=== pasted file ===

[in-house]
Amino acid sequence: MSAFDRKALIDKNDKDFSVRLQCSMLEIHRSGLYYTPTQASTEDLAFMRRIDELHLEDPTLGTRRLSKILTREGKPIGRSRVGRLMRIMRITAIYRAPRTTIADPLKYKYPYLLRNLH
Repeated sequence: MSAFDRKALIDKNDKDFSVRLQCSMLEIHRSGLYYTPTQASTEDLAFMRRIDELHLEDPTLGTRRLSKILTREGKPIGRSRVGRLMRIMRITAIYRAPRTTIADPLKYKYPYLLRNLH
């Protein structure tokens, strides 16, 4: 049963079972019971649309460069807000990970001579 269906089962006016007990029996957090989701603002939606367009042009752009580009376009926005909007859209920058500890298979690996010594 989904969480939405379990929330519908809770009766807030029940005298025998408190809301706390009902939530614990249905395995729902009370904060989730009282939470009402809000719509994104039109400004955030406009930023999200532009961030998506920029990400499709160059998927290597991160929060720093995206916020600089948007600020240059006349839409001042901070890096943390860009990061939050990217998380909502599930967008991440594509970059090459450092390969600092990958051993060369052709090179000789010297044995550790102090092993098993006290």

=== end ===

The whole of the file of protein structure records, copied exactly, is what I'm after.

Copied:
[in-house]
Amino acid sequence: MSAFDRKALIDKNDKDFSVRLQCSMLEIHRSGLYYTPTQASTEDLAFMRRIDELHLEDPTLGTRRLSKILTREGKPIGRSRVGRLMRIMRITAIYRAPRTTIADPLKYKYPYLLRNLH
Repeated sequence: MSAFDRKALIDKNDKDFSVRLQCSMLEIHRSGLYYTPTQASTEDLAFMRRIDELHLEDPTLGTRRLSKILTREGKPIGRSRVGRLMRIMRITAIYRAPRTTIADPLKYKYPYLLRNLH
């Protein structure tokens, strides 16, 4: 049963079972019971649309460069807000990970001579 269906089962006016007990029996957090989701603002939606367009042009752009580009376009926005909007859209920058500890298979690996010594 989904969480939405379990929330519908809770009766807030029940005298025998408190809301706390009902939530614990249905395995729902009370904060989730009282939470009402809000719509994104039109400004955030406009930023999200532009961030998506920029990400499709160059998927290597991160929060720093995206916020600089948007600020240059006349839409001042901070890096943390860009990061939050990217998380909502599930967008991440594509970059090459450092390969600092990958051993060369052709090179000789010297044995550790102090092993098993006290």